Is this Oakland County’s most toxic divorce ever?
Omer Tsimhoni and his ex-wife Maya Eibschitz-Tsimhoni, have been litigating their divorce for almost eight years over custody of their three kids.
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If bitter divorces ever become an Olympic event, Omer Tsimhoni and his ex-wife,
Maya Eibschitz-Tsimhoni, might compete for the gold medal.
Their case in Oakland County became internationally infamous when the judge locked up the couple’s three children for refusing to have lunch with their father. But it’s also unique for its scale, cost and collateral damage.
Consider some of the numbers:
- Almost 8 years of litigation
- 1,001 docket entries thus far
- 21 lawyers, including 16 for Eibschitz-Tsimhoni alone
- Three Oakland County judges and several trips to the Michigan Court of Appeals
- Related cases filed in U.S. District Court in Detroit and also in courts in Israel
- $400,000 plus in legal fees.
„It’s the most toxic case I’ve heard of since I’ve been practicing,“ said Birmingham lawyer Henry Baskin, who’s handled hundreds of divorces in almost 60 years of practice. „It’s war between these people. There’s hate, there’s vindictiveness. Everybody gets burned.“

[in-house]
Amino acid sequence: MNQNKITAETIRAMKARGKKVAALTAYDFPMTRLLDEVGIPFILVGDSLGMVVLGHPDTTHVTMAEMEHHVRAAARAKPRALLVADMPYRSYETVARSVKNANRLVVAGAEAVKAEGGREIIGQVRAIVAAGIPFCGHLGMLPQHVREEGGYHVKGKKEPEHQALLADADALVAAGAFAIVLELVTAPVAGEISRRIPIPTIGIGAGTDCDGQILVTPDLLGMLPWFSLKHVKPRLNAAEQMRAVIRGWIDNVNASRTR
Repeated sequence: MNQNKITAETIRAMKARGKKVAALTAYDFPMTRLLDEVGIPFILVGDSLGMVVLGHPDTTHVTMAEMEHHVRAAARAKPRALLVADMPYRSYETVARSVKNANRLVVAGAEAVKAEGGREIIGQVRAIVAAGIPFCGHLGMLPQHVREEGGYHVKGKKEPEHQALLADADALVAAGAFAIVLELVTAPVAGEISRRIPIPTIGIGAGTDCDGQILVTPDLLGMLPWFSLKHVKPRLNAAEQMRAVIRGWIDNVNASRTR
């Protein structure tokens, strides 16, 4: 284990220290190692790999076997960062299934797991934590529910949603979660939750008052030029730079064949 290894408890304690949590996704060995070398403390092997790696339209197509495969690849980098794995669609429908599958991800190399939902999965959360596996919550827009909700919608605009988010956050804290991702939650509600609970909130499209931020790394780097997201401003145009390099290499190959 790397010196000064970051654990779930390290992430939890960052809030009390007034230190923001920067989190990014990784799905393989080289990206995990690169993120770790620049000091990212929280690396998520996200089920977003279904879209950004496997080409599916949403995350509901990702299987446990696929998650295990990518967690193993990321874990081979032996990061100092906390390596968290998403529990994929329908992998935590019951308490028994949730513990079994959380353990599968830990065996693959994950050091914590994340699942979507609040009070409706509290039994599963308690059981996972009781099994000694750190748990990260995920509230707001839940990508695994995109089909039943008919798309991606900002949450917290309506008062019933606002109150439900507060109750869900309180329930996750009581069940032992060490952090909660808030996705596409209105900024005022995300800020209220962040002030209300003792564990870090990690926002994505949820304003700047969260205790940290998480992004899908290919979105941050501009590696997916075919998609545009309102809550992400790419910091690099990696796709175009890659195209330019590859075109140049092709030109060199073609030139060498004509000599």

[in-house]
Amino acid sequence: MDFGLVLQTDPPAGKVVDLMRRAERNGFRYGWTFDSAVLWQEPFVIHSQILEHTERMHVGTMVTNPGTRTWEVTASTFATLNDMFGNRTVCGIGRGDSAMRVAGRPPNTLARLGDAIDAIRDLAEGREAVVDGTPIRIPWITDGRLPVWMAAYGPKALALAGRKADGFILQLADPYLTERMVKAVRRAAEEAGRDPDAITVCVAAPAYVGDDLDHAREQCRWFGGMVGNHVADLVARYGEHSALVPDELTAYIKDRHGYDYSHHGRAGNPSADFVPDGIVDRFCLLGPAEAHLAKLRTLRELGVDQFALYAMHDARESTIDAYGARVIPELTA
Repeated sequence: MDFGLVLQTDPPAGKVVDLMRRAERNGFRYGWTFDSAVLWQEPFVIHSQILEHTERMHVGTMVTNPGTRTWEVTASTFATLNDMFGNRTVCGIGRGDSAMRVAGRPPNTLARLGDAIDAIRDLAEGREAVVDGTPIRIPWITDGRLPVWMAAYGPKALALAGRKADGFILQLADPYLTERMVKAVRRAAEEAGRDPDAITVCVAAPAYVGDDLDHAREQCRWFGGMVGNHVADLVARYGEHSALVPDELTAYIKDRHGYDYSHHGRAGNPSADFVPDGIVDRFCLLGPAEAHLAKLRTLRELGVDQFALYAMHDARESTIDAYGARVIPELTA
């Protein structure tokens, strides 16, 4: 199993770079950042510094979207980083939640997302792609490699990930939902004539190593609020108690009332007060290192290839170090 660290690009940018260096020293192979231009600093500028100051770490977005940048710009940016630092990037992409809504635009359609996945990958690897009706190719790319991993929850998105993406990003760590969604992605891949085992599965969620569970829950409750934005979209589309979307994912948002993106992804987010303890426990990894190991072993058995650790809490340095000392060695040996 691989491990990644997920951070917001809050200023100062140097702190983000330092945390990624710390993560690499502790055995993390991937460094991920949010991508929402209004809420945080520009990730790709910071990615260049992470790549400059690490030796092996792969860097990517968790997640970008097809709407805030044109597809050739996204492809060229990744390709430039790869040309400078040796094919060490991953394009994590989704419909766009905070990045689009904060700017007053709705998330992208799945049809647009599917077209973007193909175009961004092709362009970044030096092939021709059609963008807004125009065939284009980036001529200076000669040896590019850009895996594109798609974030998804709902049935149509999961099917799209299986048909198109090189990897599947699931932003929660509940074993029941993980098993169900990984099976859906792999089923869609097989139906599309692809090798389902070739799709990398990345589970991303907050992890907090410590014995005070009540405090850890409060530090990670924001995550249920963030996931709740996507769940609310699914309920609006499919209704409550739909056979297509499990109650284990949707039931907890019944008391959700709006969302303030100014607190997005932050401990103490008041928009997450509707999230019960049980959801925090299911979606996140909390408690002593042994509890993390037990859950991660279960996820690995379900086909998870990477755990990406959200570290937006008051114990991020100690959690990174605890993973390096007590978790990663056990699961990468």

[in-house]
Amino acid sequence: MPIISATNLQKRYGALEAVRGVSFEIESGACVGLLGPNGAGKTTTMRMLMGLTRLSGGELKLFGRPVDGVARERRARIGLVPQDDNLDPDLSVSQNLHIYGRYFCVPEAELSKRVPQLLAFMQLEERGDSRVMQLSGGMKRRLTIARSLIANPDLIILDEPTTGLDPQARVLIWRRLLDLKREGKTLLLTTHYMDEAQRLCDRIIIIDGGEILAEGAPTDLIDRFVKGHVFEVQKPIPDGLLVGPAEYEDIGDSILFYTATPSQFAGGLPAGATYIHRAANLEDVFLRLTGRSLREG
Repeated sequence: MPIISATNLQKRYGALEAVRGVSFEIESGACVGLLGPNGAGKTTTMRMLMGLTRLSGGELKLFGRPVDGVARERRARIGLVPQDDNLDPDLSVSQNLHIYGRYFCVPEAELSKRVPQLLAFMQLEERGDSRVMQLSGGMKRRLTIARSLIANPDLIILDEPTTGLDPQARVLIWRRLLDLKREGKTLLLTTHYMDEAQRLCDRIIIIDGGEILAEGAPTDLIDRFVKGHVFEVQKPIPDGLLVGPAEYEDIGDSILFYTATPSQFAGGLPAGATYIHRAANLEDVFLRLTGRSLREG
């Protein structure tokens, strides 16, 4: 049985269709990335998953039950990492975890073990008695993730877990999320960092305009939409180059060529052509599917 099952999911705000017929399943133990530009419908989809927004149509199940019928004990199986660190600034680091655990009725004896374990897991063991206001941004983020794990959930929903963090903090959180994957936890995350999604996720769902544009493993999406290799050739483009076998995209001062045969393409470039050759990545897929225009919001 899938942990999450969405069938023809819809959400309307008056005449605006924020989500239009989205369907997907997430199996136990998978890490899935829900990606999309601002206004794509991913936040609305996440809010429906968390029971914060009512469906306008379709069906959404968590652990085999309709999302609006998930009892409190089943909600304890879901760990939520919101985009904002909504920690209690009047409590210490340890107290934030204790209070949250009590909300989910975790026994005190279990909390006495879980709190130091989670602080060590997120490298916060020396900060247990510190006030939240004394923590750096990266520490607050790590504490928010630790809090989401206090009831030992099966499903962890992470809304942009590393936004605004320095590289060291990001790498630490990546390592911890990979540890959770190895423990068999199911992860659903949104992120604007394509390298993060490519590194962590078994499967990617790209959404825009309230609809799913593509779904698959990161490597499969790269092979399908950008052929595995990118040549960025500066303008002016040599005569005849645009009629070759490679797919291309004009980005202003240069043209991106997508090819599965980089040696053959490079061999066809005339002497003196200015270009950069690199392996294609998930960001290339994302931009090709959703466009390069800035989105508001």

Baskin, like many lawyers in metro Detroit, has watched the case closely. He’s never been hired by either side, but considering the number of lawyers who have been, he quipped „I think 20% of the bar is involved in the case.“
Oakland County Circuit Judge Lisa Gorcyca was nearing the end of her first year in office in December 2009, when she was assigned randomly case No. 766749-DM.
The DM code denotes a divorce case involving minor children. Gorcyca, an assistant prosecutor before being elected judge, was no stranger to hostile court proceedings. But it’s doubtful she could have anticipated that this particular divorce case would alter her career so dramatically.
„This case is every judge’s worst nightmare,“ Gorcyca’s lawyer, Thomas Cranmer, later told the Michigan Judicial Tenure Commission, in defending her actions.
Omer Tsimhoni is an Israeli citizen and a former pilot for the Israeli Defense Forces. He earned a doctorate in industrial engineering from the University of Michigan and now works as a General Motors researcher.
He’s lived most of his life in Israel, but currently resides in the U.S.
Maya Eibschitz-Tsimhoni is a pediatric ophthalmologist by training, who formerly taught at the U-M Medical School. A court filing indicated she’s let her medical credentials lapse but is working to restore them.
Court records show they married in 1995 in Israel, where they both grew up, then moved to the U.S. when she accepted a job in Ann Arbor. They had three children between 2001 and 2005, who were born in the U.S. but have dual citizenship.
In November 2008, Omer Tsimhoni returned to Israel to take a job with General Motors and hopes of bringing his family back with him eventually. The family moved to Israel but several months later, Eibschitz-Tsimhoni returned to Michigan with the children.
In December 2009, Eibschitz-Tsimhoni filed for divorce in Oakland, claiming the marriage had broken down and her husband was trying to take the children back to Israel.